Thu, May 19, 2011 - Page 10 News List

Rivals Merck, Roche team up on hepatitis C drugs

AP, TRENTON, NEW JERSEY

After a decade as rivals, drugmakers Merck & Co and Roche are teaming up to market their hepatitis C medicines just as drugs from a new class are about to transform treatment of the tough to cure virus.

Merck’s Victrelis, approved last Friday, and Incivek from Vertex Pharmaceuticals, expected to be approved soon, are the first new treatments for hepatitis C in about 20 years. They significantly boost cure rates when used in combination with the current mainstay drugs, which cause flu-like side effects for months and still don’t cure most patients.

Merck, looking to maximize the benefit of being first to market, said on Tuesday it has reached a deal under which Roche Holding AG sales representatives will promote Merck’s Victrelis pills as part of a new triple combination therapy, with Roche’s injected hepatitis C drug Pegasys and ribavirin pills.

“We’re maximizing the potential of our new drug” with this deal, Merck spokesman Ian McConnell said in an interview.

Merck salespeople will promote Victrelis along with its similar injected drug, PEG-Intron, and ribavirin. Ribavirin is available as a cheap generic as well as Merck’s brand-name drug, Rebetol, and Roche’s brand, Copegus.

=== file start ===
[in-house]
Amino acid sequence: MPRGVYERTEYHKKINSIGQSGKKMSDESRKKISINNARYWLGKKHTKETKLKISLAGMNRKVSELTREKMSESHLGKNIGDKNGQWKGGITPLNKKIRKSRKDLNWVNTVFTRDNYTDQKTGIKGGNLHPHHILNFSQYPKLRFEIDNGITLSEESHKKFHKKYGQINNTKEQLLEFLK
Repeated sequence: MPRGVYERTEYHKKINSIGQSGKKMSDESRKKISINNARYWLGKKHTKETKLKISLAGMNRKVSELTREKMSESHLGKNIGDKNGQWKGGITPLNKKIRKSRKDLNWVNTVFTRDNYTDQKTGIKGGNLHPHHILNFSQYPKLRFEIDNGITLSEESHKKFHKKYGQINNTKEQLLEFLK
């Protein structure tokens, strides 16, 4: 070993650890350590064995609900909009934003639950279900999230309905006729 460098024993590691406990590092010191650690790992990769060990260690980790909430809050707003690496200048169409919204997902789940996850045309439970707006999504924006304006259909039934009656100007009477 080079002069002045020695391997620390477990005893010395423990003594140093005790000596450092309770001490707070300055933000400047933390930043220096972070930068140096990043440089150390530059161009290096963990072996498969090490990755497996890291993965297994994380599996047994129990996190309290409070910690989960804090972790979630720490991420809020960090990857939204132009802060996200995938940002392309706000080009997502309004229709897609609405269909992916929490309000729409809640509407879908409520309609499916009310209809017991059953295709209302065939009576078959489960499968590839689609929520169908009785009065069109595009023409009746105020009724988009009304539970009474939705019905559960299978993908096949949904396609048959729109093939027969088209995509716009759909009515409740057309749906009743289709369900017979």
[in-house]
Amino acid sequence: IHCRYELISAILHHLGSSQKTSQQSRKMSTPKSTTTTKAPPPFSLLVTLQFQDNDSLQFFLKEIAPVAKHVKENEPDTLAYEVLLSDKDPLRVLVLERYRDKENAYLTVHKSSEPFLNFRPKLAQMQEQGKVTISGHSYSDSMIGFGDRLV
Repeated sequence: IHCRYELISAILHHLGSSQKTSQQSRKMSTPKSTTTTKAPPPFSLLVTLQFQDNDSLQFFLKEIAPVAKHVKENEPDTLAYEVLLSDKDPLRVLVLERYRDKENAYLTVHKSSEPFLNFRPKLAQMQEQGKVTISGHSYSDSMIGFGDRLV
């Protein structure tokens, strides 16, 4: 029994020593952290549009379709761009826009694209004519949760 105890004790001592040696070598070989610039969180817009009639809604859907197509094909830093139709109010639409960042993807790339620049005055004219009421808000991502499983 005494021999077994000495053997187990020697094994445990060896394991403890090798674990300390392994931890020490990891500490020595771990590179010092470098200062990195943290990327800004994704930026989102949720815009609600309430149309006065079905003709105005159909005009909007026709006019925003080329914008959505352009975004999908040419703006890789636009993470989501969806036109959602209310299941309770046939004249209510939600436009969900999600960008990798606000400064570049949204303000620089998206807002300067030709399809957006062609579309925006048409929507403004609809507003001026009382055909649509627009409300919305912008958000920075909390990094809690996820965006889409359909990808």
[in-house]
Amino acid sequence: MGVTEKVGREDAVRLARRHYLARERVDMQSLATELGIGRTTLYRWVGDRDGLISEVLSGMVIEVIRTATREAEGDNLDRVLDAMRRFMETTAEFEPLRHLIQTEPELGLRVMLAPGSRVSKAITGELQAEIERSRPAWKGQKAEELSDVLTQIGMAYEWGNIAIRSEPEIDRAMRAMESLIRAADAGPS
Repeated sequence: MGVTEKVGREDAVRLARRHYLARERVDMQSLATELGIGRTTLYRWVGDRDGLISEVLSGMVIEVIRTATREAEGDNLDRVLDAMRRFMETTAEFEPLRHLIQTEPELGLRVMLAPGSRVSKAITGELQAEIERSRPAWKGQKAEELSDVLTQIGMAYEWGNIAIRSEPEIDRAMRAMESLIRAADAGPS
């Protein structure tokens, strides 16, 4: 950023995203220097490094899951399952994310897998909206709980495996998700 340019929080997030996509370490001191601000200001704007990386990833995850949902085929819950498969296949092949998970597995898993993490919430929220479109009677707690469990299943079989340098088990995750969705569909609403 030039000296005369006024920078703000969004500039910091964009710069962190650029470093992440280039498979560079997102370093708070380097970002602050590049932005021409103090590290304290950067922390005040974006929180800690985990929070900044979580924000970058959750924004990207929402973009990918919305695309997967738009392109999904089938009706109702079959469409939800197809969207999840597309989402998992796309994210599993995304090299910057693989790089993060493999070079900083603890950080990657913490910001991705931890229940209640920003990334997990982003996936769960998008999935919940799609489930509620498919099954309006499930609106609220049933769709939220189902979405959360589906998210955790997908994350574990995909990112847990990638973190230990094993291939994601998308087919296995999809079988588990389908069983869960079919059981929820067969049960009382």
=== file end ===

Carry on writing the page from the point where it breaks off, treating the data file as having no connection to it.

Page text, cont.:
“Triple combination therapy for hepatitis C marks a major change in the way this disease is treated,” Pascal Soriot, chief operating officer of Roche’s pharmaceuticals division, said in a statement.

The Roche sales force will start promoting the three-drug combination, likely to cost tens of thousands of US dollars for months of treatment, to US physicians, then expand to other countries. The two companies also will educate patients about hepatitis C diagnosis and treatment options.

Meanwhile, researchers at Merck, which is based in Whitehouse Station, New Jersey, and Switzerland’s Roche will collaborate on testing new combinations of existing and experimental hepatitis C medicines from their companies.

The partnership comes after Roche and Merck’s Schering-Plough unit spent more than a decade battling for supremacy in the market for hepatitis C drugs. Roche and Schering each produced ribavirin pills and long-acting, genetically engineered versions of the immune system protein interferon: Roche’s Pegasys and Schering-Plough’s PEG-Intron.

Those injected drugs, together with ribavirin, boost the immune system to fight the hepatitis C virus.

Victrelis and Incivek are part of a new drug class called hepatitis C virus protease inhibitors that block an enzyme needed for the virus to copy itself.

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